Wasn’t it Woody Allen who once said, “The greatest sin is paying retail?” Last Saturday (4/16) J.C Penney had a 1 cent T shirt sale. Not “buy one, get one for one cent.” You could only buy one T shirt or tank top in each department, but still I spent only 5 cents and got a nice selection of tanks and Ts for the gift closet.

        • Wow!! What a score Carolyn!! Nice!

        • Donna Freedman

          Very nice! I’m envious.

          Too bad you couldn’t buy multiples to take down to the Dominican Republic.

          • Carolyn Cooper

            Some times kids come to the project poorly dressed and the teachers are trying to build up a closet of clothes to give to those kids. Those 5 T shirts, along with some other finds will go toward that clothes closet.

          • Donna Freedman

            What a nice idea. Clearly, you guys rock.

  6. Cathy in NJ

    My problem with buying ahead for Christmas gifts or stockings is I just want to give it immediately. I went to a few yard sales last Saturday and found a Christmas tie for my husband, a butterfly earring organizer for my daughter and amber earrings for me. I am so happy with my bargain treasure I want to give it now.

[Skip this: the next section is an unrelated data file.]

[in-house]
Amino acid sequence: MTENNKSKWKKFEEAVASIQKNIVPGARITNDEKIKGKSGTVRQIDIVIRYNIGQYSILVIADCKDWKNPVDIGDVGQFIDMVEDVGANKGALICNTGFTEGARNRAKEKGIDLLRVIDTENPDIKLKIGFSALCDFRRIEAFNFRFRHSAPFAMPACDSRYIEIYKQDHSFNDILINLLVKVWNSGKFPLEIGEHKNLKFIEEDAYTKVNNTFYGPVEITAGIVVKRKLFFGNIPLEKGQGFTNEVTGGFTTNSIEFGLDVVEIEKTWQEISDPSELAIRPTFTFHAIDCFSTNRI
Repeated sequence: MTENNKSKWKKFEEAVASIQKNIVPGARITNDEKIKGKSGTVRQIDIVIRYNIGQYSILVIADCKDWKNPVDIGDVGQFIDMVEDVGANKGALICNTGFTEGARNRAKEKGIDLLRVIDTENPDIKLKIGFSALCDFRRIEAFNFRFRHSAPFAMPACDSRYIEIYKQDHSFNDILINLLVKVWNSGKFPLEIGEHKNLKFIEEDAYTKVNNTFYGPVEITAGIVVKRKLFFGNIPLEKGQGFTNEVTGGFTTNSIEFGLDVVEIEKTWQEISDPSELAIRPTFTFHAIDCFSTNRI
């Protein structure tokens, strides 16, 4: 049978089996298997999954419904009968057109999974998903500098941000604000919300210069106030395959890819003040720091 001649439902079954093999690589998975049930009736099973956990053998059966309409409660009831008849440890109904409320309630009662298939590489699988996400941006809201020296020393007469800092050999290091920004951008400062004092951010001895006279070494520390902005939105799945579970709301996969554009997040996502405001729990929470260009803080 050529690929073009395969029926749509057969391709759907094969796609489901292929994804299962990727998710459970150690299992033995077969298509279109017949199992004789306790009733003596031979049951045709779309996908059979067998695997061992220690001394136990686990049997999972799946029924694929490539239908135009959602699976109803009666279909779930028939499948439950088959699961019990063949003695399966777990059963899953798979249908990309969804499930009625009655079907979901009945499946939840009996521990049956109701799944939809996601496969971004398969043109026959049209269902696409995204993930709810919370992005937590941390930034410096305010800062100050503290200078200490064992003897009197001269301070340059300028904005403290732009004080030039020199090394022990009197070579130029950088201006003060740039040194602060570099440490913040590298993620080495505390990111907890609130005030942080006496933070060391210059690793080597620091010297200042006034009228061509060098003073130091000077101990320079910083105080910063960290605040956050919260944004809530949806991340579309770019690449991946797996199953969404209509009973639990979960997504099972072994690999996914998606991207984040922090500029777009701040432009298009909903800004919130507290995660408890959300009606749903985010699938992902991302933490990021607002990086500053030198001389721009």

It doesn’t help that I have very limited storage.

    • Donna Freedman

      Is there room under the bed? That’s a good place to store things. But I know what you mean about the urge to give the stuff now, though. I really wanted to give the markers to B right away. I think it would be more fun to put them in the stocking, though, so I’ll resist.

      • Cathy in NJ

        There is room under the bed, but its too visible because of the high clearance from the floor and would encourage snooping. I have a shelf in a closet that might work. I will have to clear out the useless items currently there to make a bit of quality storage.
        If I find two or more yard sale finds it would be easier to present one and stash the others. I would have something to quell the urge.